my children will get through it fine, too. I'm not worried."
Hey, I also went to public school, and my mind and soul are intact
today. But isn't that a sad excuse for giving our children an inferior
experience when we know we could do better? And of course, as we have
seen, government schools today are far more corrupting and traumatic
than they were a generation ago.
Healing the past
One of the blessings of parenthood is that God mercifully seems to
grant us a second chance to re-live our childhood in some ways to
re-experience traumas, to forgive, to heal the wounds of our youth, to
become whole. Homeschooling offers an exquisite opportunity for this
My wife Jean, while growing up in South Africa, was sent away to a
Catholic boarding school at the tender age of five, where she grew up
for the next five years in the hands of frustrated and impatient nuns.
Her memories are mostly of outrages and injustices like being forced
to stand in the corner with the spiders if she didn't finish her meal or
committed some other imagined offense.
As she grew up, those convent years receded from her mind but they
had of course made their mark on her soul.
A few years back, while discussing whether to send our kids to
private school or to homeschool them public school has never been on
the table Jean looked up at me and said with memorable conviction: "I
am these children's mother. Who has a better right to teach them than
me?" The truth of her logic penetrated my mind and pierced my heart.
Today, six years later, I can say that homeschooling has been a journey
sometimes bumpy, occasionally tumultuous but overall a wonderful,
painful, well-planned, spontaneous, serene and rollicking adventure.
But it's not just about better curriculum and protecting your kids
from school shooters, lesbian poetry and jihad studies. It's a way of
life for the entire family.
I've watched as every family member has grown in character, as Jean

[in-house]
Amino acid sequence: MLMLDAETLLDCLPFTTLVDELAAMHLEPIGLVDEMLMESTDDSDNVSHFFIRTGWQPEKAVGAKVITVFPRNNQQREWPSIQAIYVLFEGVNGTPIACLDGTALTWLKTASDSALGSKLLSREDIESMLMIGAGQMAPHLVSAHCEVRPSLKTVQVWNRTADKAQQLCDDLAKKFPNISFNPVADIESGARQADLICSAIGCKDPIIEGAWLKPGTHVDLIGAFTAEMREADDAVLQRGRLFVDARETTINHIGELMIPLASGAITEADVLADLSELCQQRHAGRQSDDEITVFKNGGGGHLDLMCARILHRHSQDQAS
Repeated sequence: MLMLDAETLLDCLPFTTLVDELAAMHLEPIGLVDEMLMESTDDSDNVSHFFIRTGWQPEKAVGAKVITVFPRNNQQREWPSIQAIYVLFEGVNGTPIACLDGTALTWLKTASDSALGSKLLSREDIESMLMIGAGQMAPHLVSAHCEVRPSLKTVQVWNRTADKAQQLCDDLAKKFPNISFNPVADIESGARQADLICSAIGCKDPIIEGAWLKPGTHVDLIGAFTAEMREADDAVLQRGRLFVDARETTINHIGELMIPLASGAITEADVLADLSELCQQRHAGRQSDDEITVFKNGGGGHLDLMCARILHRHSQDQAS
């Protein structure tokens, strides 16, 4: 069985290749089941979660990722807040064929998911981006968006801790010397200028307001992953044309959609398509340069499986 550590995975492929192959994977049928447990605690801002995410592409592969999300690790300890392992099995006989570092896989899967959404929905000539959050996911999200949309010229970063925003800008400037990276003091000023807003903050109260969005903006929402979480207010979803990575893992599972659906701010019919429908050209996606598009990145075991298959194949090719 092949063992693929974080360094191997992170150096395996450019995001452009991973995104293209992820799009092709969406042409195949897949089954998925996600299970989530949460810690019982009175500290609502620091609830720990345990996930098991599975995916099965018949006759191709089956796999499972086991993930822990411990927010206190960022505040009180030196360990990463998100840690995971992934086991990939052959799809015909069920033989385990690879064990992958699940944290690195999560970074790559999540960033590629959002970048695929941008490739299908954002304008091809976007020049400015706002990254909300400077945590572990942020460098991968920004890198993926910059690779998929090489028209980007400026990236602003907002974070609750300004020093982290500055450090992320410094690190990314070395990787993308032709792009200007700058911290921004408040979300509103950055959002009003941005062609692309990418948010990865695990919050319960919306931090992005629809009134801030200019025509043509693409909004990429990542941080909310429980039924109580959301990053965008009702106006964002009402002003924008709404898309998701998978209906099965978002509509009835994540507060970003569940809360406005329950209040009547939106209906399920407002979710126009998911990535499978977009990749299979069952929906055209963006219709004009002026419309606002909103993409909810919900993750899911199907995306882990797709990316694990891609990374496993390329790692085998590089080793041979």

and I have both filled in gaps in our own educations by teaching and
learning history, geography, literature, science, math and more.
Jean has even forgiven the nuns for their thoughtless and cruel
But more deeply, and ultimately more importantly, the homeschooling
experience is sewing our family together as a unit. For the family that
learns to learn together, work together and play together is the family
where the siblings become best friends for life, and their family
becomes a rock a powerful godly subculture to which they can always
return for guidance and rest.
my boyhood question "Is that all there is?" it has been answered
most graciously. No dramatic visions, no 300-foot statues of Jesus
just a gentle and progressive unfolding of understanding from that
"other dimension" beyond time and space. With the Holy Spirit as my
compass, and guided by the Scriptures the blueprint for our character,
shown with exquisite clarity in the life and words of Jesus Christ I
hope, like every Christian dad hopes, to lead my wife and children
safely toward that distant shore. After all, we're all pilgrims.
"And thou shalt teach them diligently unto thy children, and shalt
talk of them when thou sittest in thine house, and when thou walkest by
the way, and when thou liest down, and when thou risest up."